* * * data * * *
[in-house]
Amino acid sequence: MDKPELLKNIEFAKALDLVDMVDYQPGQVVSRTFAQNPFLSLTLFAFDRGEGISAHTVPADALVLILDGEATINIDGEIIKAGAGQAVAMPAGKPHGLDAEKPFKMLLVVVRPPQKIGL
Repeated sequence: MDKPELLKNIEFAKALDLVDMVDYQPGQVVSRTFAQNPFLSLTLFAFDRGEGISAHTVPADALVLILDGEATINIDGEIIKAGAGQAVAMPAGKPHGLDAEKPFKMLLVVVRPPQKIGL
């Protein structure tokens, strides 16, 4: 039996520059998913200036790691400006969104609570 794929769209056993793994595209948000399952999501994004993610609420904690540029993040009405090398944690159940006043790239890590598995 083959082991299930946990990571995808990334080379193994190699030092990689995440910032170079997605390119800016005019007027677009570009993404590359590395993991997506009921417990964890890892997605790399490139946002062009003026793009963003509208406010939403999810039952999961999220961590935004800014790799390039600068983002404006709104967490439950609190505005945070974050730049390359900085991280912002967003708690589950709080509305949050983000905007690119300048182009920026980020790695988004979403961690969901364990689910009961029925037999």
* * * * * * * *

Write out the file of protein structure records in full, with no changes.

[in-house]
Amino acid sequence: MDKPELLKNIEFAKALDLVDMVDYQPGQVVSRTFAQNPFLSLTLFAFDRGEGISAHTVPADALVLILDGEATINIDGEIIKAGAGQAVAMPAGKPHGLDAEKPFKMLLVVVRPPQKIGL
Repeated sequence: MDKPELLKNIEFAKALDLVDMVDYQPGQVVSRTFAQNPFLSLTLFAFDRGEGISAHTVPADALVLILDGEATINIDGEIIKAGAGQAVAMPAGKPHGLDAEKPFKMLLVVVRPPQKIGL
């Protein structure tokens, strides 16, 4: 039996520059998913200036790691400006969104609570 794929769209056993793994595209948000399952999501994004993610609420904690540029993040009405090398944690159940006043790239890590598995 083959082991299930946990990571995808990334080379193994190699030092990689995440910032170079997605390119800016005019007027677009570009993404590359590395993991997506009921417990964890890892997605790399490139946002062009003026793009963003509208406010939403999810039952999961999220961590935004800014790799390039600068983002404006709104967490439950609190505005945070974050730049390359900085991280912002967003708690589950709080509305949050983000905007690119300048182009920026980020790695988004979403961690969901364990689910009961029925037999």